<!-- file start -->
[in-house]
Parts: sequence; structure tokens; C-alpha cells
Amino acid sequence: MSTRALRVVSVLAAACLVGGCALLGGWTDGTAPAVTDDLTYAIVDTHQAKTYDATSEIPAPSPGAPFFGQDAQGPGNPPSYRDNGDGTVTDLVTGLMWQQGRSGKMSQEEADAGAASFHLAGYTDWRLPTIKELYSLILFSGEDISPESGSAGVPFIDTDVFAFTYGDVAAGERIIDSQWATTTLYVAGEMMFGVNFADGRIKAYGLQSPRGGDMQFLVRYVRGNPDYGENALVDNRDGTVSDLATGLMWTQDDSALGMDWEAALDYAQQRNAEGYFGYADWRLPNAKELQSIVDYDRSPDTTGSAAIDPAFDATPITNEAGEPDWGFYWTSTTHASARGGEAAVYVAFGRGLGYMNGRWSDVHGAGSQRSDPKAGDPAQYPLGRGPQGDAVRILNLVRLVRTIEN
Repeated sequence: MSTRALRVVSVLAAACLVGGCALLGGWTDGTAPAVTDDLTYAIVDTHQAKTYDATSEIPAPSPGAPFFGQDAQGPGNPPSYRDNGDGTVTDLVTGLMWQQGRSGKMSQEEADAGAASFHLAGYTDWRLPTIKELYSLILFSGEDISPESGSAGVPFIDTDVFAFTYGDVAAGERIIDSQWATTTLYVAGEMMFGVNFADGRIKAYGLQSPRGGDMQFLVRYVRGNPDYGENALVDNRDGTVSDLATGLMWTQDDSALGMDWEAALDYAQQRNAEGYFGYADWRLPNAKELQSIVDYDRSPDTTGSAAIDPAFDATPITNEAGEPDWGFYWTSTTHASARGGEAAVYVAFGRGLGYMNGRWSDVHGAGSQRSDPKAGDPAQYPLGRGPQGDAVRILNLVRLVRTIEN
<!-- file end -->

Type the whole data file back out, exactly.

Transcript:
[in-house]
Parts: sequence; structure tokens; C-alpha cells
Amino acid sequence: MSTRALRVVSVLAAACLVGGCALLGGWTDGTAPAVTDDLTYAIVDTHQAKTYDATSEIPAPSPGAPFFGQDAQGPGNPPSYRDNGDGTVTDLVTGLMWQQGRSGKMSQEEADAGAASFHLAGYTDWRLPTIKELYSLILFSGEDISPESGSAGVPFIDTDVFAFTYGDVAAGERIIDSQWATTTLYVAGEMMFGVNFADGRIKAYGLQSPRGGDMQFLVRYVRGNPDYGENALVDNRDGTVSDLATGLMWTQDDSALGMDWEAALDYAQQRNAEGYFGYADWRLPNAKELQSIVDYDRSPDTTGSAAIDPAFDATPITNEAGEPDWGFYWTSTTHASARGGEAAVYVAFGRGLGYMNGRWSDVHGAGSQRSDPKAGDPAQYPLGRGPQGDAVRILNLVRLVRTIEN
Repeated sequence: MSTRALRVVSVLAAACLVGGCALLGGWTDGTAPAVTDDLTYAIVDTHQAKTYDATSEIPAPSPGAPFFGQDAQGPGNPPSYRDNGDGTVTDLVTGLMWQQGRSGKMSQEEADAGAASFHLAGYTDWRLPTIKELYSLILFSGEDISPESGSAGVPFIDTDVFAFTYGDVAAGERIIDSQWATTTLYVAGEMMFGVNFADGRIKAYGLQSPRGGDMQFLVRYVRGNPDYGENALVDNRDGTVSDLATGLMWTQDDSALGMDWEAALDYAQQRNAEGYFGYADWRLPNAKELQSIVDYDRSPDTTGSAAIDPAFDATPITNEAGEPDWGFYWTSTTHASARGGEAAVYVAFGRGLGYMNGRWSDVHGAGSQRSDPKAGDPAQYPLGRGPQGDAVRILNLVRLVRTIEN